Women who drink tea have an increased risk of developing Rheumatoid Arthritis (RA) compared with those who drink none (p=0.04), according to results presented today at EULAR 2010, the Annual Congress of the European League Against Rheumatism in Rome, Italy. Further results from the same study showed no correlation between the amount of coffee consumption and RA incidence (p=0.16).
The results of the US based longitudinal cohort study involving 76,643 women showed a positive association of incident RA in tea drinkers with an increasing Hazard Ratio (HR) observed alongside tea consumption (p=0.03). Consuming any amount of tea carried a significant risk of developing RA (HR 1.40 (95%CI 1.01-1.93) p=0.04) and women who drank ≥4 cups of tea per day had an increased risk of developing RA compared to those who drank none (HR 1.78 (95%CI 0.83-3.82)).
An analysis of the method of preparation of coffee (filtered vs unfiltered) and presence or lack of caffeine in the beverage did not show any significant associations with RA or Systemic Lupus Erythematosus (SLE, an autoimmune disease in which the immune system harms the body's own healthy cells and tissues) (RA: filtered p=0.08, unfiltered p=0.38, SLE: filtered p=0.74, unfiltered p=0.97). No increase was shown in the risk of developing RA in participants who drank coffee compared to those that did not (RA: HR 1.09 (95%CI 0.77-1.54 p=0.63).
"We set out to determine whether tea or coffee consumption, or the method of preparation of the drinks was associated with an increased risk of RA or SLE - it is surprising that we saw such differences in results between tea and coffee drinkers," said Professor Christopher Collins, Assistant Professor of Medicine, Georgetown University Medical Center, Washington, USA. "This does make us wonder what it is in tea, or in the method of preparation of tea that causes the significant increase in risk of developing RA."
Data on women aged 50-79 were taken from the Women's Health Initiative Observational Study database (a major 15-year research program to address the most common causes of death, disability and poor quality of life in postmenopausal women) where participants completed a self-administered questionnaire providing information on daily consumption of coffee and tea.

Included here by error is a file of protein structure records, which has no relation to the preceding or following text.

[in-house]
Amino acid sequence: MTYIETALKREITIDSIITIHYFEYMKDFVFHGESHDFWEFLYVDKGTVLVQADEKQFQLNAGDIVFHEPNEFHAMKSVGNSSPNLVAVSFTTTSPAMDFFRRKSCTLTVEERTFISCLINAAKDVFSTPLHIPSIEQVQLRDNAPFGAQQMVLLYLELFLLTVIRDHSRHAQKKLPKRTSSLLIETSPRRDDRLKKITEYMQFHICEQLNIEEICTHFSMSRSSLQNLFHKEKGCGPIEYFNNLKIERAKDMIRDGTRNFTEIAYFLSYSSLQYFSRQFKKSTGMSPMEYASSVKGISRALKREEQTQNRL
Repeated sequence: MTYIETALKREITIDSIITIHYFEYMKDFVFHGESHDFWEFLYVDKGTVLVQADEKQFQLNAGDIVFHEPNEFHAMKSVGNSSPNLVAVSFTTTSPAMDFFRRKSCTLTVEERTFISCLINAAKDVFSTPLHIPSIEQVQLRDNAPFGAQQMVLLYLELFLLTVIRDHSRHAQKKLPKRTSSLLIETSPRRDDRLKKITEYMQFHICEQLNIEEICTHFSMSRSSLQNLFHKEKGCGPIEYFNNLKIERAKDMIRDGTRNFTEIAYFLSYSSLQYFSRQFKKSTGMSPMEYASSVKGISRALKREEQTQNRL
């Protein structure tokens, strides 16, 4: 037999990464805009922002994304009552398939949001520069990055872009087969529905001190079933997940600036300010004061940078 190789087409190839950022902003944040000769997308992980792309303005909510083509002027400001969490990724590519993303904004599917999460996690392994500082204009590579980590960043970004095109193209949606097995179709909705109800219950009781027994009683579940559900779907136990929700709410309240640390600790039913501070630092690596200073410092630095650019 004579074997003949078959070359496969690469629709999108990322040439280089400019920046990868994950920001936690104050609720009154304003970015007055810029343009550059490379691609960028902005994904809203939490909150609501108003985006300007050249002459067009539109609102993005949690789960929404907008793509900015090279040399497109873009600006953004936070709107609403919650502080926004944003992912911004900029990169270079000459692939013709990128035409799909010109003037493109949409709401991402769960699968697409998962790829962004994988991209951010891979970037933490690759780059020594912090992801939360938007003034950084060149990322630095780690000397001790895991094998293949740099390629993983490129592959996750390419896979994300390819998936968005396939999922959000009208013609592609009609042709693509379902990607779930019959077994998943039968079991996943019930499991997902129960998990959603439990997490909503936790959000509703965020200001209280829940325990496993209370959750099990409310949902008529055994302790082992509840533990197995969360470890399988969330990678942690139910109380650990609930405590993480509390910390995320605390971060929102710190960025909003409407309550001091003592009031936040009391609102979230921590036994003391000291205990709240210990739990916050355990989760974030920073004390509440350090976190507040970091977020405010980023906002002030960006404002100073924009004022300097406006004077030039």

The relationships between drinking tea and coffee and the risk of RA or SLE were assessed in age-adjusted models and in multivariate Cox proportional hazard models (a statustical approach to estimating survival data). At three years follow up, the diagnosis of incident RA was determined using self-reporting and respondent's feedback on use of disease modifying anti-rheumatic drugs (DMARDS). The variables studied in the RA population were also investigated in women with SLE, but no significant associations were found.
"These are very interesting findings and we hope that additional research will investigate this topic further. We do assert the need for caution in the interpretation of these findings as no strong causation effect has been confirmed, and encourage patients with rheumatic diseases to consult their physician before making any significant changes to their diet or caffeine intake" said Professor Paul Emery, President of EULAR and arc Professor of Rheumatology, Leeds Institute of Molecular Medicine, University of Leeds, UK
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